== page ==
With a loss to Gastelum, Weidman’s future becomes a real question mark. How do you shake off four losses in a row? Particularly when you’re too small to move up to light heavyweight and too big to realistically cut down to welterweight? It’s not likely Weidman would be able to reinvent himself in the manner of Frankie Edgar.

It’s rare we see fights with such much-or-break implications, but this is one.

Under the radar

@hunt5588: What is your sleeper fight for #UFCLongIsland?

Patrick Cummins vs. Gian Villante, hands down. You know what you’re getting from both of these guys. They’re finished products with legitimate strengths (Cummins’ gas tank lasts for days; Villante hits like a runaway truck); glaring weaknesses (Cummins’ standup; Villante can get hit by a runaway truck); and both guys are fearless and have heart like few others. It sure won’t be the technical fight of the year, but it has all the makings of a good old-fashioned brawl.

Salty Mouse

@SadJonJones: Like or dislike the new DJ?

Like, but with the qualifier that it’s time to pump the brakes a little bit. Demetrious Johnson had plenty of valid reasons to go public with his complaints about the UFC and Dana White. The UFC flyweight champion had done his job faithfully and with little complaint for years. He picked exactly the right spot to air his grievances when White tried to force him to take the T.J. Dillashaw fight.

But now? Johnson has gotten everything he asked for. He got the headline spot on the UFC 215 pay-per-view. He has a high-powered agent now in Malki Kawa. He has his chance to beat Anderson Silva’s title defense record and make history. And he even got the Best Fighter ESPY, which shows more fans appreciate his talents than was previously assumed.

Johnson still sounded pretty angry in the wake of his ESPY, though. The line between dude with a righteous grip and chronic complainer is more than than ever these days. Mighty Mouse would be wise to find said line.

Silva-Diaz 2?

@dpack19358: Will Nick Diaz return for the Anderson Silva fight, since Silva is calling for the rematch?

God, I hope not. Silva vs. Diaz at UFC 183 was a great-sounding idea on paper that simply didn’t pan out. It was a 50-45 fight whose only particularly entertaining moment was Diaz lying on the mat and clowning Silva. In the aftermath, of course, both Silva and Diaz popped, and the fallout from this (coming right after the Jon Jones UFC 182 cocaine test) pushed Zuffa into panic mode on drug testing.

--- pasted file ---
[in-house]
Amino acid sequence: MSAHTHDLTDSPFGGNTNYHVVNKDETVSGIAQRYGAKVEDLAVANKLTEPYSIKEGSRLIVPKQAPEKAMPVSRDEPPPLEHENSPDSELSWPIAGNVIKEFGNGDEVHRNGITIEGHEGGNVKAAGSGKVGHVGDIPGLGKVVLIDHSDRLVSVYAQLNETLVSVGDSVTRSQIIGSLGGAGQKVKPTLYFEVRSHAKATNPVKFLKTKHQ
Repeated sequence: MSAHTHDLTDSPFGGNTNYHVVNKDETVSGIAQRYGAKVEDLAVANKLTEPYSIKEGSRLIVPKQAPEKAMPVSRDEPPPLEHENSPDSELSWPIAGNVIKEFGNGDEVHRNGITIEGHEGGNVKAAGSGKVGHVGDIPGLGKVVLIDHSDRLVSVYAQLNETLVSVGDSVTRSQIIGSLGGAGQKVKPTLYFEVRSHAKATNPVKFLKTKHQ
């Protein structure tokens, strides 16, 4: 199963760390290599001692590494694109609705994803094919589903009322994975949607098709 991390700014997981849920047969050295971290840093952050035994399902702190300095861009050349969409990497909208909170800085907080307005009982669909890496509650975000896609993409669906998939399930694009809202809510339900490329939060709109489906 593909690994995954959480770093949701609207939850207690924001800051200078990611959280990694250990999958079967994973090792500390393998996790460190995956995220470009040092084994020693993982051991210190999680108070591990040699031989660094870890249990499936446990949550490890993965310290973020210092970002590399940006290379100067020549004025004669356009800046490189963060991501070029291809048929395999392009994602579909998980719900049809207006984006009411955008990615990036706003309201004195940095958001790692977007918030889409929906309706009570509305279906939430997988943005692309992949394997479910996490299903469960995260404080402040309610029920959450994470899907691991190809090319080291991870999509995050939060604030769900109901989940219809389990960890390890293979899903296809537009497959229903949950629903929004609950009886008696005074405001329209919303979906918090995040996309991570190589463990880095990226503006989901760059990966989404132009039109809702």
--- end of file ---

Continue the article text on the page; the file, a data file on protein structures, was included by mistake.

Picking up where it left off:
That was two-and-a-half years ago. Now you’d be talking about a 42-year-old Silva against a rusty Diaz who hasn’t fought since. And that’s not even taking Diaz’s latest brush with USADA into account.

UFC 183 was a night to forget, not one to relive.

Brock talk

@TeamkillerHenry: Is there any real chance of Brock returning? And if he does, who do you think it will make sense for him to face?

Well, as of now, Brock Lesnar has not re-entered the USADA testing pool. Until he does, his suspension related to his UFC 200 fight with Mark Hunt will remain frozen. The former UFC heavyweight champion’s WWE contract comes due in the spring of next year.

For all his angry-farmboy bluster, Lesnar’s long been one of the smartest people in the game in terms of leveraging his drawing power. If he’s serious about scoring one last giant contract in his early 40s, then he needs to get the option of returning to the UFC on the table sooner rather than later so he can try to play the sides off one another.

The surface idea, here, is that Lesnar can make a ridiculous amount of money in one night in the UFC. The next level of thinking is that I’m not sure Lesnar still has the drawing power he once had. Lesnar’s first return was always going to be the big one. He was gone for five years, with the questions remaining about having his prime cut out from under him by diverticulitis. He delivered a giant buy rate at UFC 200, but the match itself, with Mark Hunt, didn’t leave people wanting to see what’s next.

And then you dig even deeper, and remember that the UFC desperately needs headliners -- there were even rumors of Ronda Rousey vs. Miesha Tate 3 out there for awhile -- and you realize that the UFC could overpay Lesnar simply based on perceived value. Which is why Lesnar, whether he returns or not, likely floated the idea in the first place.


@Carl_MacFarlane: Who would win in a boxing match, Floyd Mayweather in his prime, or Bruce Lee in his prime?

Under boxing rules? Floyd, of course. But this tweet suddenly made me want to see Mayweather fight Conor McGregor in the Hall of Mirrors.